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Situation: Boss's XP laptop won't boot from hard disk or CDROM, so a rescue diskette is needed that can read and _write_ NTFS to attempt repairs.
In addition to attempts at a useful DOS boot with NTFS r/w, I have tried several tiny Linux versions that fit on 1 or 2 diskettes, hoping to correct corrupted files on the NTFS hard disk that way.
The closest I have come so far is with Injector Linux, manually mounting the NTFS drive with built-in device support, which was allegedly r/w access, but which won't actually let me make changes, e.g. cp X Y or mv X Y, giving a permission error.
Is there generally something special I need to do when mounting an NTFS drive so that I can write to it? (Command used was mount -t ntfs dev/hda1 mnt/c, which gave good read access to hard disk files, but no write).
Is there a diskette-based tiny Linux that would be better for this?
Should I give up on the idea and focus on a DOS solution instead?
I think ntfs-3g is the package that lets you do RW on an NTFS drive. Use ntfs-3g /dev/sdaX /mount/1 (or similar).
Not sure which distros have ntfs-3g built in, and fit in 2 floppies.
My personal experience is that the rate at which data corruption occurs increases when using ntfs-3g to write to ntfs partions. In any case, what type of "corrections" do you intend to make? To rectify MFTs or MBRs you are better off with testdisk.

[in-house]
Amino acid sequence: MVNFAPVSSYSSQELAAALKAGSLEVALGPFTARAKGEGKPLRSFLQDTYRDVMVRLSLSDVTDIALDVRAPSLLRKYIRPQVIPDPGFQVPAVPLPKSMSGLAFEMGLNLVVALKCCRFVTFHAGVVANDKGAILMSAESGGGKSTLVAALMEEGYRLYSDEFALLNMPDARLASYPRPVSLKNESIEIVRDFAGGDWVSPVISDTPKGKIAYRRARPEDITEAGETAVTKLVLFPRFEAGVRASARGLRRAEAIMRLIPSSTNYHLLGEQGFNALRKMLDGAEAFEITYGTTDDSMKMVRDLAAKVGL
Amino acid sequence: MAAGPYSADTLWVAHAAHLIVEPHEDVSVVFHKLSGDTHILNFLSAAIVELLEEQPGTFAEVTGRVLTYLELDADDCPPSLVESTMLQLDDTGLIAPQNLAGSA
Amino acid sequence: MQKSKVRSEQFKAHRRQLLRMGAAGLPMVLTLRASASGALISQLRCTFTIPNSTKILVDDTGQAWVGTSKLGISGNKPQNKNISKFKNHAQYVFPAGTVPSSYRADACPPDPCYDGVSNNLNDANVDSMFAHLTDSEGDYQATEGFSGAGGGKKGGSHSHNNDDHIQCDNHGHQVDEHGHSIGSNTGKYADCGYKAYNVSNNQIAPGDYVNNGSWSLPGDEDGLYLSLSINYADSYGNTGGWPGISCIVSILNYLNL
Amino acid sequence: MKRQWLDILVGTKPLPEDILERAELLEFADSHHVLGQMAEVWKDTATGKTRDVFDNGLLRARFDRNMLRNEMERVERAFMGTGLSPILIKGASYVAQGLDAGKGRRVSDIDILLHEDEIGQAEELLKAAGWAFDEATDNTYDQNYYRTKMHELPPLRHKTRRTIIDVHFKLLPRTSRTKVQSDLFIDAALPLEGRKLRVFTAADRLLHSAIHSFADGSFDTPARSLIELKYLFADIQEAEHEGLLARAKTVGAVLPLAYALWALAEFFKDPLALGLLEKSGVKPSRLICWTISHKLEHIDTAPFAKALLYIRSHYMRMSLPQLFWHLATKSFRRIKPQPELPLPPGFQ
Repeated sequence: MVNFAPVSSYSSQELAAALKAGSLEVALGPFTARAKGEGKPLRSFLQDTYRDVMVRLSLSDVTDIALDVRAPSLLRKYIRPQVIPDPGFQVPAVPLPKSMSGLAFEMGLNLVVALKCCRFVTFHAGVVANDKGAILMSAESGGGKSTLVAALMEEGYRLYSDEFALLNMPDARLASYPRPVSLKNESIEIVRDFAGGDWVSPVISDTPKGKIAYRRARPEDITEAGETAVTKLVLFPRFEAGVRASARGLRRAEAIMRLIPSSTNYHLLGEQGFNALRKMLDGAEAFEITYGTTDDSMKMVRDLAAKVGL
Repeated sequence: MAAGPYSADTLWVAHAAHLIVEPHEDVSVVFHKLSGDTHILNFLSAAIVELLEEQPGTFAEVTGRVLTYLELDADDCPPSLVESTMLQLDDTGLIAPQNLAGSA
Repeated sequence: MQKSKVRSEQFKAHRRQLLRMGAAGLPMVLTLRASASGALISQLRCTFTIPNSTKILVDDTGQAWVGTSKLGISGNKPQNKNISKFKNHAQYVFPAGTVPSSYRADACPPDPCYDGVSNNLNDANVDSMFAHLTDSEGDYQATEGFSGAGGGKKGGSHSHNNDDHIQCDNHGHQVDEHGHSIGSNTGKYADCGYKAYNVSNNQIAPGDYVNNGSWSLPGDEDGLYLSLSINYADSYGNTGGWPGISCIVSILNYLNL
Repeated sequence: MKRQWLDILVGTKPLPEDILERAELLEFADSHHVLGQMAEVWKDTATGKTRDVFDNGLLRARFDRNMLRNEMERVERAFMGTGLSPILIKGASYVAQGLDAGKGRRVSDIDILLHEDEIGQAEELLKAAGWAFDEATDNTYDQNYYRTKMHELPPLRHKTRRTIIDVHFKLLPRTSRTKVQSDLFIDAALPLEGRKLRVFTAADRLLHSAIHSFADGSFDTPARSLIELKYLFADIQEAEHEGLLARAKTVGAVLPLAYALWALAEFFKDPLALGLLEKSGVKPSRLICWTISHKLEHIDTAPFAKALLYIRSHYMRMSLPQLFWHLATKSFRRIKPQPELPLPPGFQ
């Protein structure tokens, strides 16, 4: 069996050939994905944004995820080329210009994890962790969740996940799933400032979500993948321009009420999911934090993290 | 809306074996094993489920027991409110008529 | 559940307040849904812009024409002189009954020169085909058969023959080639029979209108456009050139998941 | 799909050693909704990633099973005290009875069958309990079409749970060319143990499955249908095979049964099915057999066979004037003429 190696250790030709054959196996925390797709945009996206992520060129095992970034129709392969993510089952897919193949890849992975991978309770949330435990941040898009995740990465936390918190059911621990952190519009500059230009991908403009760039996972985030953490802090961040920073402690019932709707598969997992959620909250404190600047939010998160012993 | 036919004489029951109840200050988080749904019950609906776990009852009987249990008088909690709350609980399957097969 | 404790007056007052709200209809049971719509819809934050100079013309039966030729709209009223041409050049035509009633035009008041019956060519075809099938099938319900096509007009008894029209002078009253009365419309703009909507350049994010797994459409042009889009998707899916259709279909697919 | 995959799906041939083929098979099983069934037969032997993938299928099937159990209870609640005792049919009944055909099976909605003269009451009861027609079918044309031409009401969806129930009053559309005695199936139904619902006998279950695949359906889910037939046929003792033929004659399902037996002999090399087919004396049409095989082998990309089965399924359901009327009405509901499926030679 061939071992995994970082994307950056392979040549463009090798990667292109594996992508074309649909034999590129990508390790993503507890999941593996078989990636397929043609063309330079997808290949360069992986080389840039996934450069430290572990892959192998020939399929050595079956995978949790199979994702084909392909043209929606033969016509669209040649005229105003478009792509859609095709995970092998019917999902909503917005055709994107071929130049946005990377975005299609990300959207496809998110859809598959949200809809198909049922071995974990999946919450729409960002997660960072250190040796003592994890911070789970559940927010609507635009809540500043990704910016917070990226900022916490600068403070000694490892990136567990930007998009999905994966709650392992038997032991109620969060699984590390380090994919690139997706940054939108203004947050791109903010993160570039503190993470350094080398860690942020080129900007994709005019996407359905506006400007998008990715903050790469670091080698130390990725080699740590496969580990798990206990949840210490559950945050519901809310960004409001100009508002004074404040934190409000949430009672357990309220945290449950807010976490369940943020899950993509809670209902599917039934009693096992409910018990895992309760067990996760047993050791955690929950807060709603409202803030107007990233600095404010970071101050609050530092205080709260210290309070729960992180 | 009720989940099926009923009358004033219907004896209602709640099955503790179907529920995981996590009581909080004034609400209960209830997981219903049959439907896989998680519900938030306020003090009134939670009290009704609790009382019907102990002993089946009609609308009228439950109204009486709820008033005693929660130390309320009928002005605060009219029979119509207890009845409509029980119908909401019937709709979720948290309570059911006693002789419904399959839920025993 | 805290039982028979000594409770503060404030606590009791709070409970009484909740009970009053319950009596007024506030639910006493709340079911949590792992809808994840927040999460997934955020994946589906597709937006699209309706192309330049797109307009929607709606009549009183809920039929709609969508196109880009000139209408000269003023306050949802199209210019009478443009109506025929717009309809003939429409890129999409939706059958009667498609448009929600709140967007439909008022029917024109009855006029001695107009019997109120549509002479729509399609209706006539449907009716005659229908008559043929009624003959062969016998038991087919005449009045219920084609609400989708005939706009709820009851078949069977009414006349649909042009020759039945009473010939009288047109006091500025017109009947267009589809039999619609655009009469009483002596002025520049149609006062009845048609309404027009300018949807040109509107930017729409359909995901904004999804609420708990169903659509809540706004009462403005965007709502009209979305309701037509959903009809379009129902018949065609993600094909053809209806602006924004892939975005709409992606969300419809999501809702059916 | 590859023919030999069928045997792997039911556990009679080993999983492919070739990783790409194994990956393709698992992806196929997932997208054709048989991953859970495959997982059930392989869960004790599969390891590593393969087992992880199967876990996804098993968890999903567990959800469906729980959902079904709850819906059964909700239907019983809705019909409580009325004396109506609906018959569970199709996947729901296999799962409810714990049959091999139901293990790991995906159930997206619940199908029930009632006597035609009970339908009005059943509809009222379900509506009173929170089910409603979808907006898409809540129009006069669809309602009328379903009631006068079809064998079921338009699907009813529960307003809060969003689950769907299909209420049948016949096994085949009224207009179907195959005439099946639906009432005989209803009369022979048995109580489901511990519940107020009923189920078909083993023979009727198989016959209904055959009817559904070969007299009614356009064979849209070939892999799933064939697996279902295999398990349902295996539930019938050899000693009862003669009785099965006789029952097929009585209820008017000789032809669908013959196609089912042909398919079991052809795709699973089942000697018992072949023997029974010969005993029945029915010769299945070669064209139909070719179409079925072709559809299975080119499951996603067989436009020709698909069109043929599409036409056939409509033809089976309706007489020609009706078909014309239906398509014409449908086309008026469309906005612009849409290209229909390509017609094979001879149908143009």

The safest way to to use the mount option and take a backup before attempting a write to avoid escalation.
You might need to modprobe the "fuse" module before trying to use the "ntfs-3g" filesystem. The "ntfs-progs" package does have an ntfs-fix program but it only repairs obvious errors and marks the partition as dirty. Then when Windows boots up, it will check the partition for more errors. If windows doesn't boot up, you might try pulling the drive from the computer and adding it to another Windows computer. Let another windows computer try to repair the filesystem.
If the problem is with bad blocks on the drive itself and not a filesystem error, you could try the commercial program "spinrite" at www.grc.com. It does cost about $80.
I did end up using NTFS4DOS to make a DOS rescue disk that works OK. Maybe when I am more Linux-savvy, I will make a boot floppy with ntfs-3g on it. But rest assured, next time I create a Windows partition, it will NOT be NTFS.